IT is a cruel irony that elites should have no empathy for their citizens. First, Yangon refused to recognise the Rohingya as an ethnic group, insisting that they are Bangladeshis despite their centuries-old presence in Myanmar. Without citizenship, hardship was their lot. Then, as a result of Malaysia’s firm stance against the cruelty perpetrated on the weak — tantamount to ethnic cleansing — the poor generally are being victimised and deprived of their right to seek employment here. Yangon is refusing to allow its people to work in Malaysia. But, of course, in a free world, who can protest against a self-inflicted injury? Is not euthanasia an accepted practice in some countries? Granted that Malaysia needs foreign labour to man its economy, but Myanmar is not the country’s only source. Furthermore, it is not as if workers from Myanmar have a comparative advantage over others.
Malaysia has a minimum wage policy that covers migrant labour. The law does not tolerate exploitation of labour, period. Granted that aberrations do occur, but when caught, the employers are punished. And, like all sanctions, this should work in Malaysia’s favour as employers explore other possible sources. On the whole, Malaysian employers are not overly perturbed by Yangon’s move in declaring that workers will be sourced elsewhere and lest Yangon forgets, unskilled labour is yet to become a scarce commodity. And, too, a shrinking labour market will encourage employers to mechanise wherever possible — long desired by policymakers — which is again advantageous to the economy. There are also the many violent episodes implicating and involving Myanmar workers here. In short, Yangon, while making meaningless threats, is actually depriving its treasury of repatriated income. After all, statistics for 2014 showed the number of migrant labour from Myanmar in the country to be fewer than 200,000 out of about three million, and they constitute only the fourth largest group out of several. For Malaysia, therefore, if these 200,000 workers from Myanmar are immediately repatriated, the impact would not be nearly as catastrophic as it would be for Yangon. How would they accommodate these numbers into their workforce without causing any disruption?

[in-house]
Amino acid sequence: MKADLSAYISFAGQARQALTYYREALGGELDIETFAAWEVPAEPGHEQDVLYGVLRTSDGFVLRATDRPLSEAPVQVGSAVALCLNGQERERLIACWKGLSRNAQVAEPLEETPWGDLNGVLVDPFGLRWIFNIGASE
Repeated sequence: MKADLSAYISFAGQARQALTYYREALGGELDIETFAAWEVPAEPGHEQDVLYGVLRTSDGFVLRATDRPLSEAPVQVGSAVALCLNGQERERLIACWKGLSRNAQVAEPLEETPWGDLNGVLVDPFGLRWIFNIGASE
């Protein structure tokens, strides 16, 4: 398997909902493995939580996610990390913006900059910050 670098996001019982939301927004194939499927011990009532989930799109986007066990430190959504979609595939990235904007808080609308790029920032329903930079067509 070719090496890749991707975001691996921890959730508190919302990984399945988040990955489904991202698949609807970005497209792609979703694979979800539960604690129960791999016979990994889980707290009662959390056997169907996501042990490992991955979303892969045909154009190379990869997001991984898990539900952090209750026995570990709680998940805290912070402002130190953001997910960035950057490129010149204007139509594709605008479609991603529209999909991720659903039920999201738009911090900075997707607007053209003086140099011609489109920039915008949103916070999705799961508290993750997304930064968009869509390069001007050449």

Yes, the regime in Yangon denies the charges of ethnic cleansing and genocide. But foreign journalists generally are barred from entering Rakhine state where the main atrocities are said to be happening. Yet, there have been satellite evidence of houses burning and eyewitness accounts from those fleeing the inhumanity. Why would tens of thousands risk life and limb running away from peace, if not prosperity? Would not economic refugees be advised to register with an employment agency like others already here? No, there is something terribly amiss in Myanmar. Even if those victimised are not Muslims — reports suggest that other minorities are also being brutalised — it remains a humanitarian obligation for Malaysia to act while encouraging others to do the same. Has not the United Nations declared the Rohingya to be the most persecuted people in the world? Pressure must be exerted on Yangon before the Rohingya are made extinct by the silence of a Nobel Peace laureate.